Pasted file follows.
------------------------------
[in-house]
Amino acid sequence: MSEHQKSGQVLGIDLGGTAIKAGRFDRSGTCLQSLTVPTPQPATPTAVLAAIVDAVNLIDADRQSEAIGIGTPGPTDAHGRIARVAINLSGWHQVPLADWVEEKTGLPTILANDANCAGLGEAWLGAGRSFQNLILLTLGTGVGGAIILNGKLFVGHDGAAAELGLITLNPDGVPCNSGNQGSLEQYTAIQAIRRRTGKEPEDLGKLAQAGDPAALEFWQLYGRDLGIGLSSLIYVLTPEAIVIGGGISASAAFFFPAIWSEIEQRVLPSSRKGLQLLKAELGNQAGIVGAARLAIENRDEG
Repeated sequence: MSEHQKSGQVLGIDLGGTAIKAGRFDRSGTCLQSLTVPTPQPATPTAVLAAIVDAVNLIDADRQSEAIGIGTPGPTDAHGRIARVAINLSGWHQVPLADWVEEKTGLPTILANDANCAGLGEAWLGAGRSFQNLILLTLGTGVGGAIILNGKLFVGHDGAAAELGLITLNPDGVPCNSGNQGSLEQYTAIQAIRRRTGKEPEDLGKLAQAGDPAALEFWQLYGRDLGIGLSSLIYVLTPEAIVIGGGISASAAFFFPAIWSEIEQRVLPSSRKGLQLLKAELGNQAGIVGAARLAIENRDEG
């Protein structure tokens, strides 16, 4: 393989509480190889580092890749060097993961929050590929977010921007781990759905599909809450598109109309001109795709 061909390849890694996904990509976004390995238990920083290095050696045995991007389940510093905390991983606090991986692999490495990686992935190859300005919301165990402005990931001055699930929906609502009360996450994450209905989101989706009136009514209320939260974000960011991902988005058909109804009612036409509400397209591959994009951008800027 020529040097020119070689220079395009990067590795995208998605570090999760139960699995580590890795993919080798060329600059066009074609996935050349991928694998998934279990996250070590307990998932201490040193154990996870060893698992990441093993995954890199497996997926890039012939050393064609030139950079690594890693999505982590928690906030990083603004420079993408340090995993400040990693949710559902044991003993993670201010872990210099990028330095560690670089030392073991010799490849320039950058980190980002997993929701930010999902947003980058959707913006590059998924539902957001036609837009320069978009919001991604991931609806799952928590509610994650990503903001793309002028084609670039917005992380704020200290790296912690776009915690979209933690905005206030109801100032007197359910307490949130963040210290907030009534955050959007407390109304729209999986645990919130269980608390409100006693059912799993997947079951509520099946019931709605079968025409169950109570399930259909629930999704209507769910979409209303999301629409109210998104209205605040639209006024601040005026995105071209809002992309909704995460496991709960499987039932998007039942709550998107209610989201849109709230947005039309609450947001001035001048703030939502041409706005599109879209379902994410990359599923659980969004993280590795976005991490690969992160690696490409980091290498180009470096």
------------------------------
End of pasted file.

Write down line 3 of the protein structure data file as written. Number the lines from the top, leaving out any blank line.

Repeated sequence: MSEHQKSGQVLGIDLGGTAIKAGRFDRSGTCLQSLTVPTPQPATPTAVLAAIVDAVNLIDADRQSEAIGIGTPGPTDAHGRIARVAINLSGWHQVPLADWVEEKTGLPTILANDANCAGLGEAWLGAGRSFQNLILLTLGTGVGGAIILNGKLFVGHDGAAAELGLITLNPDGVPCNSGNQGSLEQYTAIQAIRRRTGKEPEDLGKLAQAGDPAALEFWQLYGRDLGIGLSSLIYVLTPEAIVIGGGISASAAFFFPAIWSEIEQRVLPSSRKGLQLLKAELGNQAGIVGAARLAIENRDEG